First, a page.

and prices improving so that
shortly they will be receiving
paying rewards for their labor, as
heretofore in good times. And thus
they blow hot and cold to their hearers,
according as the latter are of one
school or one employment or another.
But their purpose and design is the
same to promote the interest and wel
fare of capital and corporations, leav
ing humanity in the lurch to shift for
itself. Jefferson's doctrine was that
the wealthy and powerful didn't need
the assistance of government they
could take care of themselves; but that
the duty of government waa to stand
by and protect the weak and lowly.
G. R. P.
Kansas Reform Press.
The following is the program for the
quarterly meeting of the association at
Clay Center:
FRIDAY, JUNE 5.
7:00 p. m. Reception at the hall.
8: 00 Address of welcome by Hon. A.
Bledsoe, Clay Center. Response by
Abe Steinberger, President of the asso
ciation. Greeting by Hon. W. D. Vin
cent, Clay Center. Response by Hon.
Lyman Naugle, Wellington Voice.
Address by Hon. II. N. Gaines, Sslina;
subject, "The Political Outlook forth
State of Kansas." "...
9:30 Adjournment.
SATURDAY, JUNE 6.
8:00 a. m. Roll-call. Reading min
utes of last meeting. Propositions for
membership received and acted upon.
9:00-DIscussion, "The Best Method
of Conducting a Political Campaign,"
opened by A. A. Stewart, Manhattan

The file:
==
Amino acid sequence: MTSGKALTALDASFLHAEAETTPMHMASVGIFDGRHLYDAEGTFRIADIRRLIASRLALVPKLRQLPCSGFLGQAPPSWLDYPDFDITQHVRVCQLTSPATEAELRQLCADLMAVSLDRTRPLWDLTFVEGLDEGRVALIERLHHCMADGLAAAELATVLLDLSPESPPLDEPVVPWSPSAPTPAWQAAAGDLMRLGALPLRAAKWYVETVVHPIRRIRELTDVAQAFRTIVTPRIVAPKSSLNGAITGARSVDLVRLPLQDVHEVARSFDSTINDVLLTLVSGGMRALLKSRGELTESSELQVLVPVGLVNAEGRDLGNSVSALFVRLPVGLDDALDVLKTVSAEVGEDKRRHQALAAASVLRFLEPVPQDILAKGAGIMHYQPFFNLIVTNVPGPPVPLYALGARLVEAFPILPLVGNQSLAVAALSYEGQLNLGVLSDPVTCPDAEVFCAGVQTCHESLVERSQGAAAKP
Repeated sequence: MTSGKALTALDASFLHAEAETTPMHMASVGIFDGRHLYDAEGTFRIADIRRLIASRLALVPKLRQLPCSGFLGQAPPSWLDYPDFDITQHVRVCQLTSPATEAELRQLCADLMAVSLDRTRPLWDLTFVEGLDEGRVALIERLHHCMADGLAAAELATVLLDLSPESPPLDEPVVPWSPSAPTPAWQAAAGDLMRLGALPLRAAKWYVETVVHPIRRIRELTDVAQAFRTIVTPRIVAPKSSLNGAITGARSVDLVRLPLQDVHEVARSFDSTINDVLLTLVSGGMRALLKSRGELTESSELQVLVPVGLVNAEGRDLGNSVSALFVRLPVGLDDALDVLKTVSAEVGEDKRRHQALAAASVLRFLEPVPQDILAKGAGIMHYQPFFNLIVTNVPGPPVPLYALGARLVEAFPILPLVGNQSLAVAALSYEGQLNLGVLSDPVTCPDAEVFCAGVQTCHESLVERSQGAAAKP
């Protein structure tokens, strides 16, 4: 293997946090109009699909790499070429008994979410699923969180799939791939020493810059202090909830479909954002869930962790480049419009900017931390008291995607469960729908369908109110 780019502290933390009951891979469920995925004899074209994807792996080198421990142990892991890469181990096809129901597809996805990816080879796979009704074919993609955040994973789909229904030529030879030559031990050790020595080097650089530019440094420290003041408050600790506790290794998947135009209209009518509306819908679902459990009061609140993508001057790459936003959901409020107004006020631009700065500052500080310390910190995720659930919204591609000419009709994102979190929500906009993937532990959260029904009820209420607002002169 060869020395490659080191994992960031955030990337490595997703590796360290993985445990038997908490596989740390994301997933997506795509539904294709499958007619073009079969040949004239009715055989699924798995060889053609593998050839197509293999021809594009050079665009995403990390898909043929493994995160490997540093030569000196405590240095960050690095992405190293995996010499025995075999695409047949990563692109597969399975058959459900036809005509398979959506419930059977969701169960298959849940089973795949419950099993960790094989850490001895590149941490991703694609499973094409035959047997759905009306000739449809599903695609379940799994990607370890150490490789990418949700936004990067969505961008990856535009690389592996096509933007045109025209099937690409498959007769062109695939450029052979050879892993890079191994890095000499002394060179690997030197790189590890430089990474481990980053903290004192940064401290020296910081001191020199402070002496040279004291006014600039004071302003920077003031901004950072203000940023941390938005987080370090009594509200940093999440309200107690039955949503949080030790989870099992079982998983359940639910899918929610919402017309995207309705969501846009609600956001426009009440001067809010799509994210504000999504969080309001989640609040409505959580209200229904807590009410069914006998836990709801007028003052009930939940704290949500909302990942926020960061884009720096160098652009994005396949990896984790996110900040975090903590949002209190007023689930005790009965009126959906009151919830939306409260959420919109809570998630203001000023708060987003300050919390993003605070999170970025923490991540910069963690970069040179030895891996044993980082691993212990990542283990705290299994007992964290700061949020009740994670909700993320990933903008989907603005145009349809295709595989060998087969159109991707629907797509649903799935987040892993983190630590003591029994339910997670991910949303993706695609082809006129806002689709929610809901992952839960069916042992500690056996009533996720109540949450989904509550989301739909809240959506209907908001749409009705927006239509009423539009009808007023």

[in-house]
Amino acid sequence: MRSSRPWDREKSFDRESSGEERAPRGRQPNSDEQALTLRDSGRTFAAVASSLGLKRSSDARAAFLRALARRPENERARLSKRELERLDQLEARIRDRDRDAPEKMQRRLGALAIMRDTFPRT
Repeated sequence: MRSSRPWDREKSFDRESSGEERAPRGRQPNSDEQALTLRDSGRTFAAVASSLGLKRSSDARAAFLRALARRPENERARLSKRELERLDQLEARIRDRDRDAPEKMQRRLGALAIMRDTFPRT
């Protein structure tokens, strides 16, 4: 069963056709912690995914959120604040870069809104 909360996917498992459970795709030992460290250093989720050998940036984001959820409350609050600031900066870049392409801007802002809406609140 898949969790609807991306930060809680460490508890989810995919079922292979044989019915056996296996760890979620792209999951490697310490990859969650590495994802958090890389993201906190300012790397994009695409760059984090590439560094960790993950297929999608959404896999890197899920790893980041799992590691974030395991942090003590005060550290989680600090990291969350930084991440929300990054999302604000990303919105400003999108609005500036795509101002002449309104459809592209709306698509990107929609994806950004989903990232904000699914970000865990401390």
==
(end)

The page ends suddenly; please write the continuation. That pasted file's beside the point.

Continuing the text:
Republic.
10:00 Paper, "The Field of Satire
and Humor In Political Journalism,"
J, C. Healy, Concordia Kansan.
10:30 "The Omaha Platform vs. a
Single-Issue Silver Platform," W. E.
Bush, Mankato Advocate.
11:00 "The Attitude of the People's
Party Toward the Old Soldier and
Pension Legislation," II. N. Boyd,
Republic County Freeman.
ll:30-"The Political Boss," A. C.
Pattee, Junction City Tribune.
12:00 Adjournment.
1:30 p. m. Discussion, "Ought We
to Favor a Union of All Reform Ele
ments at the National Convention? If
So, on What Baals?" opened by Mrs. J.
I. Tucker, Minneapolis Review.
2:30 "The Country Newspaper; Horn
to Make it a Success," John S. Parks,
Belolt Call.
3.-00 Executive session. Miscella
neous business. Selection of place for
next meeting.
4:30 Adjournment.
Congress and Expositions.
The following statement shows what
appropriations have been made by Con
gress in aid of the various expositions of
an international character eince 1SC7:
Paris, in 18G7, $200,403; Vienna, 1873,
$200,000; Philadelphia, 187G," $2,149,250;
Paris, in 1878, $190,000; Sydney and Mel
bourne, in 1379 and 1880, $28,000; Berlin
fishery exhibition, in 1880, $20,000; Lon
don fishery exhibition, in 1883, $70,000;
world's industrial and cotton centennial
exposition at New Orleans, 1334, $1,650,
000; exposition at Cincinnati, 1884, $10,
000; Southern exposition at Louisville,
1884, $10,000; exnibition at Barcelona,
1883, $25,000; Brussels, 1883, $30,000;
Melbourne, 1883, $50,000; Paris, 1889,
$250,000; Centennial exposition of the
Ohio valley and Central states, at Cin
cinnati, in 1S8S, $147,750; Columbian
historical expoeiton, at Madrid, in 1892,
$25,000; world's Columbian exposition at
Chicago, 1893, $5,318,255; cotton States
and international exposition at Atlanta
in 1895, $200,000. Augusta Chronicle.
Why not make a few more Populist
votes in your locality by sending in a
few 25cent subscribers to the Advocate.